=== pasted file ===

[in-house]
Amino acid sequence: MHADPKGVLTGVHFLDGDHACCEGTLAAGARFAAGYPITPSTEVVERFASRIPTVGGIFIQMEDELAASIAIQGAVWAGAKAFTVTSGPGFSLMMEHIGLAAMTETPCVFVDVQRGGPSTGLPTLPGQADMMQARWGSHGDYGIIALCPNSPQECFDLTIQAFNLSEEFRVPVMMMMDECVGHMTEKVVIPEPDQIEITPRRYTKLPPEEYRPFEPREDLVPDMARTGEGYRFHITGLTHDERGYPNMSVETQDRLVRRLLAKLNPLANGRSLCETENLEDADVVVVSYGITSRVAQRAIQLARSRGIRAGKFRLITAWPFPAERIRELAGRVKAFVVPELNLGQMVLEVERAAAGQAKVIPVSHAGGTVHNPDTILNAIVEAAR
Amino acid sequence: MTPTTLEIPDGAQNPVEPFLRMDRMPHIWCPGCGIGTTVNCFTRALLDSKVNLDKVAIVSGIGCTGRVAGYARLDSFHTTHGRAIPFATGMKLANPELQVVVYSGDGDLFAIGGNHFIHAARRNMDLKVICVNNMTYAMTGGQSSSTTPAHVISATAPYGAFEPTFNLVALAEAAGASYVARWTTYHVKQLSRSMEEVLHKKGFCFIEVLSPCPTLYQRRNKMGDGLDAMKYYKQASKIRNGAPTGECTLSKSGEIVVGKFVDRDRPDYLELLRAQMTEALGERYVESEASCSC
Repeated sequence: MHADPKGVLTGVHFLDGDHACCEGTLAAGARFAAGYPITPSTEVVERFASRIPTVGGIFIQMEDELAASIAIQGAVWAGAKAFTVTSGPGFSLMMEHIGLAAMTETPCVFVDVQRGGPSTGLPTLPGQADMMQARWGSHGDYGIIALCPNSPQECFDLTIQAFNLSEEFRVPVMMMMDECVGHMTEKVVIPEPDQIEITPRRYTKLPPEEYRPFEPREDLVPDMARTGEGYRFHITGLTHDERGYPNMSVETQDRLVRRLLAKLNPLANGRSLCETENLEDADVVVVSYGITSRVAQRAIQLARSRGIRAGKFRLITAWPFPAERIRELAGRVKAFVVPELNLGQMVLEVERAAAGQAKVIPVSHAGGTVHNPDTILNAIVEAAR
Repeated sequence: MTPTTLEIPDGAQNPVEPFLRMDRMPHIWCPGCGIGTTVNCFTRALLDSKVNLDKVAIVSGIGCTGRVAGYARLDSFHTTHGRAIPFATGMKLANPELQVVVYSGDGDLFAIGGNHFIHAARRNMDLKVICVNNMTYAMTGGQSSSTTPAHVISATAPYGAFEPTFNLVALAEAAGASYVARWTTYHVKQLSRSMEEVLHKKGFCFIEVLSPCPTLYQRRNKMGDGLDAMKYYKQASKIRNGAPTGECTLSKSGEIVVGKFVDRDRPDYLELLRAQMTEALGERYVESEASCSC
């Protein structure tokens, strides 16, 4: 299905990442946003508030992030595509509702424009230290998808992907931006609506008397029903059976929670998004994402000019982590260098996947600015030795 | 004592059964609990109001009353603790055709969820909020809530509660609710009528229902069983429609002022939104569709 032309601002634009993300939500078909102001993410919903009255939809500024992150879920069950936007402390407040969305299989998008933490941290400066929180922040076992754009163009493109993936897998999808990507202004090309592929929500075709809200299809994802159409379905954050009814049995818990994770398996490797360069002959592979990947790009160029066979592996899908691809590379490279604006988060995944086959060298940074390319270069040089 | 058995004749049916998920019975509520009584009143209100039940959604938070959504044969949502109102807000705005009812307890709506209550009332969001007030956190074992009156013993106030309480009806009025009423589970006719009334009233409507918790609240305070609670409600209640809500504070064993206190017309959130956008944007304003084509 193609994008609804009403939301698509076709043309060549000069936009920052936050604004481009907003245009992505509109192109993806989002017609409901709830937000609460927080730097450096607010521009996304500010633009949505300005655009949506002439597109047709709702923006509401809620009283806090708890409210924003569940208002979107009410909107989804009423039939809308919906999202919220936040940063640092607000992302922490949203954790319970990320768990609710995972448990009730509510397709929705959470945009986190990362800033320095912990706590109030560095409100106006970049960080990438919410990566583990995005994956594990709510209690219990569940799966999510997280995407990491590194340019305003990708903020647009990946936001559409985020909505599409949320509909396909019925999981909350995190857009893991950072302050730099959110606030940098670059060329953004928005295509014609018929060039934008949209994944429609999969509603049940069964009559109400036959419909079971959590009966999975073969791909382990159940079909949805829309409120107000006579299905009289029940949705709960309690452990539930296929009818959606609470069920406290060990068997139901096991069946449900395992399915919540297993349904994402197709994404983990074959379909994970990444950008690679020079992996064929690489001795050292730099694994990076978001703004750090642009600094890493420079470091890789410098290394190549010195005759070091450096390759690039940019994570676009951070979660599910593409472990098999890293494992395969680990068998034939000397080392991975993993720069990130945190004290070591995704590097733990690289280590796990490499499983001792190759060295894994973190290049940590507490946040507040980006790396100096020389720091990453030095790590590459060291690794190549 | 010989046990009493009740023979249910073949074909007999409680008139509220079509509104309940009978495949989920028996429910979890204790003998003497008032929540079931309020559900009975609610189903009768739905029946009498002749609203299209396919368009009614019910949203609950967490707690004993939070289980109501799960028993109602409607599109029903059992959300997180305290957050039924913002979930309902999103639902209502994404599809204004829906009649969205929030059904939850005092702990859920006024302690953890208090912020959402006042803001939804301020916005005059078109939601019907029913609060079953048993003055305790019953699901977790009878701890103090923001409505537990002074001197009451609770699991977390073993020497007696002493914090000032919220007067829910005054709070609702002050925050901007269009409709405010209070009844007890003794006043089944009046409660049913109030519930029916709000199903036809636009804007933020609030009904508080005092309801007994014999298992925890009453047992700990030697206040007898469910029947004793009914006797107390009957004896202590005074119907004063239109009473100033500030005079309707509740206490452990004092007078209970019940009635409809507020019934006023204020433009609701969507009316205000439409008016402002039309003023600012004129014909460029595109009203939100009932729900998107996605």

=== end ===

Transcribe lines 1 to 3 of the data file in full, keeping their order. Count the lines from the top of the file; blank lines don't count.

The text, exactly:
[in-house]
Amino acid sequence: MHADPKGVLTGVHFLDGDHACCEGTLAAGARFAAGYPITPSTEVVERFASRIPTVGGIFIQMEDELAASIAIQGAVWAGAKAFTVTSGPGFSLMMEHIGLAAMTETPCVFVDVQRGGPSTGLPTLPGQADMMQARWGSHGDYGIIALCPNSPQECFDLTIQAFNLSEEFRVPVMMMMDECVGHMTEKVVIPEPDQIEITPRRYTKLPPEEYRPFEPREDLVPDMARTGEGYRFHITGLTHDERGYPNMSVETQDRLVRRLLAKLNPLANGRSLCETENLEDADVVVVSYGITSRVAQRAIQLARSRGIRAGKFRLITAWPFPAERIRELAGRVKAFVVPELNLGQMVLEVERAAAGQAKVIPVSHAGGTVHNPDTILNAIVEAAR
Amino acid sequence: MTPTTLEIPDGAQNPVEPFLRMDRMPHIWCPGCGIGTTVNCFTRALLDSKVNLDKVAIVSGIGCTGRVAGYARLDSFHTTHGRAIPFATGMKLANPELQVVVYSGDGDLFAIGGNHFIHAARRNMDLKVICVNNMTYAMTGGQSSSTTPAHVISATAPYGAFEPTFNLVALAEAAGASYVARWTTYHVKQLSRSMEEVLHKKGFCFIEVLSPCPTLYQRRNKMGDGLDAMKYYKQASKIRNGAPTGECTLSKSGEIVVGKFVDRDRPDYLELLRAQMTEALGERYVESEASCSC